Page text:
- 20th February 2020
- Posted by: CILNI
- Category: Blog
Getting to know the Personal Assistant (PA) that you are considering employing is essential to make sure a healthy relationship forms between you and the PA. The interview can at first take place over the phone or in person, but it is always good to meet in person at least once before hiring a PA. There is no ‘correct’ way to interview someone, but here are three key areas to think about before choosing specific questions to ask.
What day-to-day tasks you need help with.
Thinking in detail about the day-to-day tasks, you should come up with specific questions that will check if candidates have the necessary skills and strengths for your individual circumstance.
The experience or knowledge that is necessary.
For individuals with severe disabilities or conditions, such as Dementia, having a more experienced PA may be essential to ensure you are receiving the support required. For assistance with daily tasks, less experienced PA’s may work better for you as long as they have the required ‘soft skills’ and are keen to work and get to know you.
The kind of person are you looking for.
Decide what skills or traits are essential for the support you need, do they need to be a very effective communicator to keep family members informed? Do they need to be particularly patient? Do you need hands-on assistance, or a trustworthy companion? Whatever it is, make sure you know before contacting a PA so you can get an accurate assessment of whether they’re a good fit for the role or not.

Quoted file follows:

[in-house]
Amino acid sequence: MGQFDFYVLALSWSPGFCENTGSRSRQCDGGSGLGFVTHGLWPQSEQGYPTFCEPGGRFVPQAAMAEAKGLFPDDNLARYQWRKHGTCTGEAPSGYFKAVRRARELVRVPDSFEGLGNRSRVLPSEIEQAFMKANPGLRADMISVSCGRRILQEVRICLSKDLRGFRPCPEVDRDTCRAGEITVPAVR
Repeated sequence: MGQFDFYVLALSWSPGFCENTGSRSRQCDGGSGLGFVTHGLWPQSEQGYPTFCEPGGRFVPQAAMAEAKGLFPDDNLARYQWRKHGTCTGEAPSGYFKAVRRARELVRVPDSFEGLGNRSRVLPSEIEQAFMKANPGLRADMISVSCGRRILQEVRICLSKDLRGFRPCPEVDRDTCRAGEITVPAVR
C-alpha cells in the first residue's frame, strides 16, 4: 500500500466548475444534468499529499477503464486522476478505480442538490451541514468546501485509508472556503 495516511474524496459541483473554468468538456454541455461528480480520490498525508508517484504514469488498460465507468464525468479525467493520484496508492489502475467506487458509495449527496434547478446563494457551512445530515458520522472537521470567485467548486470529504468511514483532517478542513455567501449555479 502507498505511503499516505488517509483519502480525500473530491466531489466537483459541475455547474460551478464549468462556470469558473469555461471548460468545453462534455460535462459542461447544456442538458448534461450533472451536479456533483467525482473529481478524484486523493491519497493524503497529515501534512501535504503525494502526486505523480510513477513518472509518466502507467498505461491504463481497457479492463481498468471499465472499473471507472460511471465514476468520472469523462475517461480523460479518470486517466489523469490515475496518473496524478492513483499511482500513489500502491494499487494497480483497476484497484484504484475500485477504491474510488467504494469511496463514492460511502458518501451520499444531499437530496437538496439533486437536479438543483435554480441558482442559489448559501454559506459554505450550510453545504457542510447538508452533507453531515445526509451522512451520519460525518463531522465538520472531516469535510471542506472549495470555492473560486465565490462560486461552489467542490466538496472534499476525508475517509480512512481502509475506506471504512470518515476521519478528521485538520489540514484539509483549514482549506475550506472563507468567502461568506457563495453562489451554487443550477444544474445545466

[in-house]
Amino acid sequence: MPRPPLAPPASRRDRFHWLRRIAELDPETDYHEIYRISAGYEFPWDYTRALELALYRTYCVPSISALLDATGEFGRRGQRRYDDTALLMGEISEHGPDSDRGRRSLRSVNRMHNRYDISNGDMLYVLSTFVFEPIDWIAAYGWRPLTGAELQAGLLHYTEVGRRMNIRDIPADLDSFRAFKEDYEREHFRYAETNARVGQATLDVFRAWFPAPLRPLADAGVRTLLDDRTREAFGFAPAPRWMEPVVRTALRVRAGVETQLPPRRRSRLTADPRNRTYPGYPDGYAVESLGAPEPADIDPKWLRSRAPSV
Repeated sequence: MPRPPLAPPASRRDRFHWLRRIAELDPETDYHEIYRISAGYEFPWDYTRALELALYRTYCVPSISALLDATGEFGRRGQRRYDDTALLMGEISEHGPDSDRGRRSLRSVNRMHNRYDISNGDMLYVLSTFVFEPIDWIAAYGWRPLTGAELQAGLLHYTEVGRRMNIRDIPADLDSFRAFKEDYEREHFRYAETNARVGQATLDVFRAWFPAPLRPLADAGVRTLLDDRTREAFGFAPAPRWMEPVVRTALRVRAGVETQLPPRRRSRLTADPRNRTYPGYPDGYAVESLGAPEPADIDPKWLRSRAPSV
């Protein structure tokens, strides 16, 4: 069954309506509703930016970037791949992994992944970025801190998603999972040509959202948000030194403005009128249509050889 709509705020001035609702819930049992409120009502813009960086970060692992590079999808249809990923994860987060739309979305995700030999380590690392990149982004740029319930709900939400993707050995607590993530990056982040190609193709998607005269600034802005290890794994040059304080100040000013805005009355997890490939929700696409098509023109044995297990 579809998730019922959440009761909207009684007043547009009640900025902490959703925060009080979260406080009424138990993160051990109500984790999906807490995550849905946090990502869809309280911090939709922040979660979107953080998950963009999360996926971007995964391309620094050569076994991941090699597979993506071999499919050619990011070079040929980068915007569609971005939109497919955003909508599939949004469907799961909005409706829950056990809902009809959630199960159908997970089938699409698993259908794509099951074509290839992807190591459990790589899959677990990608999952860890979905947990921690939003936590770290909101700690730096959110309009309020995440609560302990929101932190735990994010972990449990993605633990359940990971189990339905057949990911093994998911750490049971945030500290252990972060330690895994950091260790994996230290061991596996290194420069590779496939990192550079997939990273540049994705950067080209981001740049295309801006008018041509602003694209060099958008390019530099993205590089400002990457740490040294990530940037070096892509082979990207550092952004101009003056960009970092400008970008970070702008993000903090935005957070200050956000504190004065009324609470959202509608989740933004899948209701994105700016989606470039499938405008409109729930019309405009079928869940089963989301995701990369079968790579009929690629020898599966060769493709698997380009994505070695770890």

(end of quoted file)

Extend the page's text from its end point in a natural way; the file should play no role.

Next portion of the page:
With those key points in mind, here are 10 ideas of questions to ask when interviewing a PA.
- What attracted you to this job?
- Do you have a driver’s license? If not, what transport would you use? (It’s always good to know how far and what way a PA is travelling to make sure they can consistently get to the client on time. Having access to a car is also great for tasks like shopping)
- Are you capable of transferring someone? (Getting someone from a wheelchair to a bed, and helping them dress requires a good knowledge of body mechanics so they do not injure themselves or your loved one.)
- What training or prior experience do you have that you think is applicable to this role? Have you ever had to use these skills? (such as First Aid training or CPR, a PA having hands on experience can demonstrate their ability to do the job.
- Is there anything you would feel uncomfortable helping a client with? (Giving a list of regular tasks that the PA must undertake can provide reassurance they will be working within their comfort zone)
- Can you describe a time you overcame a challenge as a PA? (This is a great question to assess both experience and communication skills of a candidate)
- Are you available to work the hours required? (Make sure you clarify this with the PA; it’s vital that the client receives consistent and reliable care)
- Why do you think you are suitable for the role? (This can help to get an idea of the candidate’s level of commitment to their work)
- Do you like to cook? (Give an example of a meal they might need to prepare to give the candidate a better idea what cooking ability they need)
- What would you like to ask me?
(Any potential PA should show an interest in the person they are going to care for. You should expect the person you are interviewing to ask questions about preferences, support plan and daily routine.)
After choosing a suitable candidate, it’s a good idea to arrange a trial or probation period before making the job permanent.
This gives you a chance to observe how well they handle the key tasks. It also gives the PA a chance to make sure the job meets their expectations.